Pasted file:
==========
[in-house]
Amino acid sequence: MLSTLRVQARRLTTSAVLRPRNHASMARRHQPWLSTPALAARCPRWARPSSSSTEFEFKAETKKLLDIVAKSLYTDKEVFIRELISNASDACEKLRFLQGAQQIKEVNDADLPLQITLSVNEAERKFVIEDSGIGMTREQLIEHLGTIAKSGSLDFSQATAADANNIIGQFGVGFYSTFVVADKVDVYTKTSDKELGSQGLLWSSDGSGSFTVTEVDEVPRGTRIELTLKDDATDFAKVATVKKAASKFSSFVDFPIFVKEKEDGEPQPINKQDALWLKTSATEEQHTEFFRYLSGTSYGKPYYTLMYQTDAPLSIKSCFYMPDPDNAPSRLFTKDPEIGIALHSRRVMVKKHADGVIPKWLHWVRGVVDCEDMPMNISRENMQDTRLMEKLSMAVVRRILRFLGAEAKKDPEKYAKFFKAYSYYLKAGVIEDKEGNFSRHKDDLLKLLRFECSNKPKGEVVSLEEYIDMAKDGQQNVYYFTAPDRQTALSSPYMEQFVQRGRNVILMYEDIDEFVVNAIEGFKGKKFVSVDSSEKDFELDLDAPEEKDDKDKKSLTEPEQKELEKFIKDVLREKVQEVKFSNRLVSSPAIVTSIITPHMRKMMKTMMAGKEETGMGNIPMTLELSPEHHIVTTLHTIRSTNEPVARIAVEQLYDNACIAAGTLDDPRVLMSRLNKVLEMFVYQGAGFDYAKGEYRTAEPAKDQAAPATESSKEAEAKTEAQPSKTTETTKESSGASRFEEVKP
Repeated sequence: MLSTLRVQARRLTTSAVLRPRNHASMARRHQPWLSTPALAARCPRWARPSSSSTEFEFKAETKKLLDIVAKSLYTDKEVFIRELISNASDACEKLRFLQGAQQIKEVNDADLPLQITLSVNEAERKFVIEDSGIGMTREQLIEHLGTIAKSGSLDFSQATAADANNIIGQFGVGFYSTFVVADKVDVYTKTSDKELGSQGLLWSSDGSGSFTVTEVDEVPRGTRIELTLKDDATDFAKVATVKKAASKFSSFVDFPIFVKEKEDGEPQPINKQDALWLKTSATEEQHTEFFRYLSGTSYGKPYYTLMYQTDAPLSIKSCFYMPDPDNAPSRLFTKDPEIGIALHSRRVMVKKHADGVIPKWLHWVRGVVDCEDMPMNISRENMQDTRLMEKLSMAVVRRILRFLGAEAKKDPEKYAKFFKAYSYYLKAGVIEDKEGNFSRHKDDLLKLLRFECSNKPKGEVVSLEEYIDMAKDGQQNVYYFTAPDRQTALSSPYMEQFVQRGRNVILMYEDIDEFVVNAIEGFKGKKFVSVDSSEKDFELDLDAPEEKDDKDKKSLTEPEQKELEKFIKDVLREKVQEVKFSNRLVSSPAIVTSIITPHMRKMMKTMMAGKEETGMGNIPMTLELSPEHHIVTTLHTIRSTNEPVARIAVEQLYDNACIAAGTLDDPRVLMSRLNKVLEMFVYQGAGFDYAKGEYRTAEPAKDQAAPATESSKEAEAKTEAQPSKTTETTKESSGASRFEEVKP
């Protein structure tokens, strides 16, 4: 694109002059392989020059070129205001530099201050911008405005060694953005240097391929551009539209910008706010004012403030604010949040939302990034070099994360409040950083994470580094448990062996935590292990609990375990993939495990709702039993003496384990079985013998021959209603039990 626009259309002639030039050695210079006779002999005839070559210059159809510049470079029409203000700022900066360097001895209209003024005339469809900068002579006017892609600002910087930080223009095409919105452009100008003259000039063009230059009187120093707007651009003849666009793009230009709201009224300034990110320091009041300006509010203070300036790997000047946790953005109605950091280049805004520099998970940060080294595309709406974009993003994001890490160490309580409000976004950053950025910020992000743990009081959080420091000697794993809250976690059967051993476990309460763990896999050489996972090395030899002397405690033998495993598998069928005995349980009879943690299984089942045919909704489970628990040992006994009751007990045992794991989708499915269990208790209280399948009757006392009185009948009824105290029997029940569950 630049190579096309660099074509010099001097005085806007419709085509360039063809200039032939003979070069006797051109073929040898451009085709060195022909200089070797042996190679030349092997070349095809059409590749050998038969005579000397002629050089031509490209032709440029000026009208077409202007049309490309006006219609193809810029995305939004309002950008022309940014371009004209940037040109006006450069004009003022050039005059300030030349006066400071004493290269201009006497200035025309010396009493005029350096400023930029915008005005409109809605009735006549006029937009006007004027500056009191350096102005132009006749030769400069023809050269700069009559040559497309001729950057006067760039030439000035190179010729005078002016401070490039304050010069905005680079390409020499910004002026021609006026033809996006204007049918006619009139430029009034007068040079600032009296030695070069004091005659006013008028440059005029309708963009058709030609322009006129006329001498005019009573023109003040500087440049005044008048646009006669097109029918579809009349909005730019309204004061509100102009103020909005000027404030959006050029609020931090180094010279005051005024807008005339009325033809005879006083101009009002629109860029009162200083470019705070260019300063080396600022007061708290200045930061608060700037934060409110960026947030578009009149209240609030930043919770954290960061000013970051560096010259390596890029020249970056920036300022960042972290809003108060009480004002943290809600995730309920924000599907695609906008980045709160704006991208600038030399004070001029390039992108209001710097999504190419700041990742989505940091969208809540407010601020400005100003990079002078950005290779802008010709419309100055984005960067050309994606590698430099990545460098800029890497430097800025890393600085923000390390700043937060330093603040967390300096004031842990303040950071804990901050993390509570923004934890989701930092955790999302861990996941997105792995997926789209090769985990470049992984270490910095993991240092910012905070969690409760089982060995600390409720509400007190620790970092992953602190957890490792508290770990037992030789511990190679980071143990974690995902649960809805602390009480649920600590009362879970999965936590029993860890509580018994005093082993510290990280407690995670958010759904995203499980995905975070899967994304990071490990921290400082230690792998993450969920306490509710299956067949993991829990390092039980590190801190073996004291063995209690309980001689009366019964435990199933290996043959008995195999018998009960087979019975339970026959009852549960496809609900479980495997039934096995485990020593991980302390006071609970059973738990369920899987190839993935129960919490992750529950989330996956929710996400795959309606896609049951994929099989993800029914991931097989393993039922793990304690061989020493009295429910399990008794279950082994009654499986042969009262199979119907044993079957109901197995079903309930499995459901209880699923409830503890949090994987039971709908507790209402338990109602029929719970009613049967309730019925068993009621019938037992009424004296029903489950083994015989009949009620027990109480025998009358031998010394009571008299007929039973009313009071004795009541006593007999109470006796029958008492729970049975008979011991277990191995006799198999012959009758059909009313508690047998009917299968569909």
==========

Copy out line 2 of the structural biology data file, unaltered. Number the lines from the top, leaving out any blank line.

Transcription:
Amino acid sequence: MLSTLRVQARRLTTSAVLRPRNHASMARRHQPWLSTPALAARCPRWARPSSSSTEFEFKAETKKLLDIVAKSLYTDKEVFIRELISNASDACEKLRFLQGAQQIKEVNDADLPLQITLSVNEAERKFVIEDSGIGMTREQLIEHLGTIAKSGSLDFSQATAADANNIIGQFGVGFYSTFVVADKVDVYTKTSDKELGSQGLLWSSDGSGSFTVTEVDEVPRGTRIELTLKDDATDFAKVATVKKAASKFSSFVDFPIFVKEKEDGEPQPINKQDALWLKTSATEEQHTEFFRYLSGTSYGKPYYTLMYQTDAPLSIKSCFYMPDPDNAPSRLFTKDPEIGIALHSRRVMVKKHADGVIPKWLHWVRGVVDCEDMPMNISRENMQDTRLMEKLSMAVVRRILRFLGAEAKKDPEKYAKFFKAYSYYLKAGVIEDKEGNFSRHKDDLLKLLRFECSNKPKGEVVSLEEYIDMAKDGQQNVYYFTAPDRQTALSSPYMEQFVQRGRNVILMYEDIDEFVVNAIEGFKGKKFVSVDSSEKDFELDLDAPEEKDDKDKKSLTEPEQKELEKFIKDVLREKVQEVKFSNRLVSSPAIVTSIITPHMRKMMKTMMAGKEETGMGNIPMTLELSPEHHIVTTLHTIRSTNEPVARIAVEQLYDNACIAAGTLDDPRVLMSRLNKVLEMFVYQGAGFDYAKGEYRTAEPAKDQAAPATESSKEAEAKTEAQPSKTTETTKESSGASRFEEVKP